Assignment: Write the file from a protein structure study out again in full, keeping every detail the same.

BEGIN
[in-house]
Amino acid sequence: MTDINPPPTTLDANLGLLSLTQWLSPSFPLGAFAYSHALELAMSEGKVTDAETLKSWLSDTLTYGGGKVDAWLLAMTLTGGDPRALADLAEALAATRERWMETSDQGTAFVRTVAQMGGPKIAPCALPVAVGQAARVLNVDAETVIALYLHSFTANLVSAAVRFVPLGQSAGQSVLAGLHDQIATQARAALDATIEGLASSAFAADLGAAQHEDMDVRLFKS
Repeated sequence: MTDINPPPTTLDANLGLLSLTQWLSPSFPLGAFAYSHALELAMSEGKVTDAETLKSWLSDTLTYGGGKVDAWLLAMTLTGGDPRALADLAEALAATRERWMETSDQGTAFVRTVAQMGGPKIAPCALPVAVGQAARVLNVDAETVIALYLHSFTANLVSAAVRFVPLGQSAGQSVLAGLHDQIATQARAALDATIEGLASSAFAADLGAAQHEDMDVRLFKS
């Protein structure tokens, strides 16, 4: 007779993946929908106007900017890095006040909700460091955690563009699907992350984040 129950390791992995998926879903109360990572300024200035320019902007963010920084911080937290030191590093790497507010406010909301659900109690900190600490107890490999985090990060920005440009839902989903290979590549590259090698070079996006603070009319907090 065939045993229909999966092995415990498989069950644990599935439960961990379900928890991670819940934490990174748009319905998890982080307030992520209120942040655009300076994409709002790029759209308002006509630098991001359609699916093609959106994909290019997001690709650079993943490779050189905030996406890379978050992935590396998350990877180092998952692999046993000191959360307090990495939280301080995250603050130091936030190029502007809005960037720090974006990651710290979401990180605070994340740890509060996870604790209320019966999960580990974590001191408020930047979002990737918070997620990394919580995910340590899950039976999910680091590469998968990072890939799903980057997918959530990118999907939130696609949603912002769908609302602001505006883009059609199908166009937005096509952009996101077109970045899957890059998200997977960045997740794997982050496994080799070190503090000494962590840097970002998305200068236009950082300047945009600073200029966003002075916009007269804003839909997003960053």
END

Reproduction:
[in-house]
Amino acid sequence: MTDINPPPTTLDANLGLLSLTQWLSPSFPLGAFAYSHALELAMSEGKVTDAETLKSWLSDTLTYGGGKVDAWLLAMTLTGGDPRALADLAEALAATRERWMETSDQGTAFVRTVAQMGGPKIAPCALPVAVGQAARVLNVDAETVIALYLHSFTANLVSAAVRFVPLGQSAGQSVLAGLHDQIATQARAALDATIEGLASSAFAADLGAAQHEDMDVRLFKS
Repeated sequence: MTDINPPPTTLDANLGLLSLTQWLSPSFPLGAFAYSHALELAMSEGKVTDAETLKSWLSDTLTYGGGKVDAWLLAMTLTGGDPRALADLAEALAATRERWMETSDQGTAFVRTVAQMGGPKIAPCALPVAVGQAARVLNVDAETVIALYLHSFTANLVSAAVRFVPLGQSAGQSVLAGLHDQIATQARAALDATIEGLASSAFAADLGAAQHEDMDVRLFKS
């Protein structure tokens, strides 16, 4: 007779993946929908106007900017890095006040909700460091955690563009699907992350984040 129950390791992995998926879903109360990572300024200035320019902007963010920084911080937290030191590093790497507010406010909301659900109690900190600490107890490999985090990060920005440009839902989903290979590549590259090698070079996006603070009319907090 065939045993229909999966092995415990498989069950644990599935439960961990379900928890991670819940934490990174748009319905998890982080307030992520209120942040655009300076994409709002790029759209308002006509630098991001359609699916093609959106994909290019997001690709650079993943490779050189905030996406890379978050992935590396998350990877180092998952692999046993000191959360307090990495939280301080995250603050130091936030190029502007809005960037720090974006990651710290979401990180605070994340740890509060996870604790209320019966999960580990974590001191408020930047979002990737918070997620990394919580995910340590899950039976999910680091590469998968990072890939799903980057997918959530990118999907939130696609949603912002769908609302602001505006883009059609199908166009937005096509952009996101077109970045899957890059998200997977960045997740794997982050496994080799070190503090000494962590840097970002998305200068236009950082300047945009600073200029966003002075916009007269804003839909997003960053």